The Bible Says God Will Judge Sin
One of the fundamental, life altering questions people ask is, “Will God judge my sin?” But additionally, we should be asking whether God will judge the sins of others? Both questions have tremendous ramifications. Thankfully, the Bible speaks with tremendous clarity on whether or not God will judge sin.
God will judge personal sin.
The Bible is clear that individuals who practice sin will be judged. For example, after a large laundry list of sin in Romans 1:29-32, Paul clearly states that God will judge those who practice those things (Rom 2:2-3). Revelation 21:8 also gives a list of those who practice sins such as murder and idolatry—all who practice these things have a portion in the lake of fire. Likewise, Hebrews tells us God will judge the sexually immoral and adulterous (Heb 13:4). To top it all off, Jesus himself says the one who rejects Him will be judged (John 12:48). So the conclusion is unavoidable—God will hold individuals accountable for their unbelief and He will judge their sin (cf. 2 Thess 2:12).
One of the most encouraging statements in Scripture is that there is no condemnation for those in Christ (cf. Rom 8:1). Those who put their faith in Christ are saved from condemnation by God’s grace. Christ’s righteousness is applied to the believer, and Christ takes the penalty of the believer’s sins (2 Cor 5:21). So, yes God does judge the sin of a believer too. However, he judges Christ on behalf of the believer. The believer is a recipient of grace.
That being said, there remains judgment for a believer. Passages like 2 Corinthians 5:10 and James 3:1 indicate there will be a judgment on believers. Obviously this cannot be a condemnation to hell, but it appears to emphasize that the actions of believers will be judged. Obedience to Christ will be rewarded, and everything else will be worthless (cf. 1 Cor 3:12-15). God will judge believers personally in that sense.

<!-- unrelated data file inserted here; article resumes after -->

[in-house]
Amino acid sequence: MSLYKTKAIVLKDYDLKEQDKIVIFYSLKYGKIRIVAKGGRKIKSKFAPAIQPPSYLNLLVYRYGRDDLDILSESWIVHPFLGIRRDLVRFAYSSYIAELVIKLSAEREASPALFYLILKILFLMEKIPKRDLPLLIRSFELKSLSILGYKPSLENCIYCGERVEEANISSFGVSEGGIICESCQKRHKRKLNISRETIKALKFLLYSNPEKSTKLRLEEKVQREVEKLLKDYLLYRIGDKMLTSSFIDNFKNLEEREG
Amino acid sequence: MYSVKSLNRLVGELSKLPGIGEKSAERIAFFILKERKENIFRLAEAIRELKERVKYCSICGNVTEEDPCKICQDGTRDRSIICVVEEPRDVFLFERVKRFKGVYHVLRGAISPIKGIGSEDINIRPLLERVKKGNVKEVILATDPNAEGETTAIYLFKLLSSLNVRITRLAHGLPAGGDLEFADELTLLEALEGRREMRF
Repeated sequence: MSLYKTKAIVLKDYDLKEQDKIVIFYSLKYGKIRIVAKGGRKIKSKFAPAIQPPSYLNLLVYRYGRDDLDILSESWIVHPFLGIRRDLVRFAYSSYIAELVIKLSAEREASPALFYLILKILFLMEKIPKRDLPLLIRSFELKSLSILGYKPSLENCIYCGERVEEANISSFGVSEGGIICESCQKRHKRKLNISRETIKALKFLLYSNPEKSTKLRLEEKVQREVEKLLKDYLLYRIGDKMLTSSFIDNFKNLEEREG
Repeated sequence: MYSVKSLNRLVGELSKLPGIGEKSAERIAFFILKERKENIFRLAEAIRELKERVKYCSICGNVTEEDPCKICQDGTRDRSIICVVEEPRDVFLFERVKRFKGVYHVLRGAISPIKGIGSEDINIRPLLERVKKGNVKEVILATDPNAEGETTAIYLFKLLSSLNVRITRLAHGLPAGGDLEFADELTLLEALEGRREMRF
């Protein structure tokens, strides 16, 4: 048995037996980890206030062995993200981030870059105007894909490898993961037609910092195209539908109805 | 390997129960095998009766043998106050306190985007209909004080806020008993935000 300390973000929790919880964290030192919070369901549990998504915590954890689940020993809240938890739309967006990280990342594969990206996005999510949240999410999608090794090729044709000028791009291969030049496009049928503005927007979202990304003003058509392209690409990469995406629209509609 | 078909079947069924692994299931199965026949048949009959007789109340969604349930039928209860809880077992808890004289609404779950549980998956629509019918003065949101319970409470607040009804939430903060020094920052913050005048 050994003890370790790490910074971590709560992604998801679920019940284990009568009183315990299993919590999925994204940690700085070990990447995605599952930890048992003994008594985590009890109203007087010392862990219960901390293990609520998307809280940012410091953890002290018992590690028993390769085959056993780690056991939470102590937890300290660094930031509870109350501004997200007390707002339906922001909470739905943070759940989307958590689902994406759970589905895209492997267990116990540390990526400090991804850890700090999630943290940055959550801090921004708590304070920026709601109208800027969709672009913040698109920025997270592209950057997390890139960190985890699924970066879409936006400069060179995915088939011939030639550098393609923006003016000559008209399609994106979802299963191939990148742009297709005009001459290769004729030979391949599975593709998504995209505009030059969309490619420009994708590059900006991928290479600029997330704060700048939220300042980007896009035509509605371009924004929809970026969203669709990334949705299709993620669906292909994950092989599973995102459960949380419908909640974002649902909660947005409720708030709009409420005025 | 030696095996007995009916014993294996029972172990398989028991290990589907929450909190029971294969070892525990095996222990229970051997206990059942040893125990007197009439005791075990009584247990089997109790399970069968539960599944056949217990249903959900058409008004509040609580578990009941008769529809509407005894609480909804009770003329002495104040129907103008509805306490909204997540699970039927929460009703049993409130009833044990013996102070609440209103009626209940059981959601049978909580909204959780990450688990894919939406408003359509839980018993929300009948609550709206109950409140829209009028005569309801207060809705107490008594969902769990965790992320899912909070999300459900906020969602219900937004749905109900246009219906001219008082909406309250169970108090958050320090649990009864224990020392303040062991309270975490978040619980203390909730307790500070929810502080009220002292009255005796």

God will judge national sin.
This is an important (but often neglected) part of the discussion of judgment. Yes, God will judge individuals for their actions, but Scripture is also clear that God will judge nations for their actions as well.
One of the clearest examples of this is Genesis 12:3a, which gives the template for how nations will be judged for their interaction with Israel as a nation. The verse reads, “I will bless those who bless you, and him who dishonors you I will curse.” This is played out in the rest of the Old Testament. For example, in Ezekiel 25 we see that God will judge the Ammonites, “Because you have clapped your hands and stamped your feet and rejoiced with all the malice within your soul against the land of Israel” (v. 6).
It is important to note that the attack on Israel mentioned in Ezekiel 25 is the desolation brought by the Babylonians. This was decreed by God as a just judgment upon the people of Israel because of their sin. Yet, even though Israel was rightfully judged for their sins, God will still judge Ammon because of their failure to apply Genesis 12:3 and mourn for Israel instead of rejoicing at their devastation.
We see similar scenarios where God promises to judge nations that do not fall in line with his commands, both in the past (Jer 27:8) as well as in the future (Zech 14:16-17).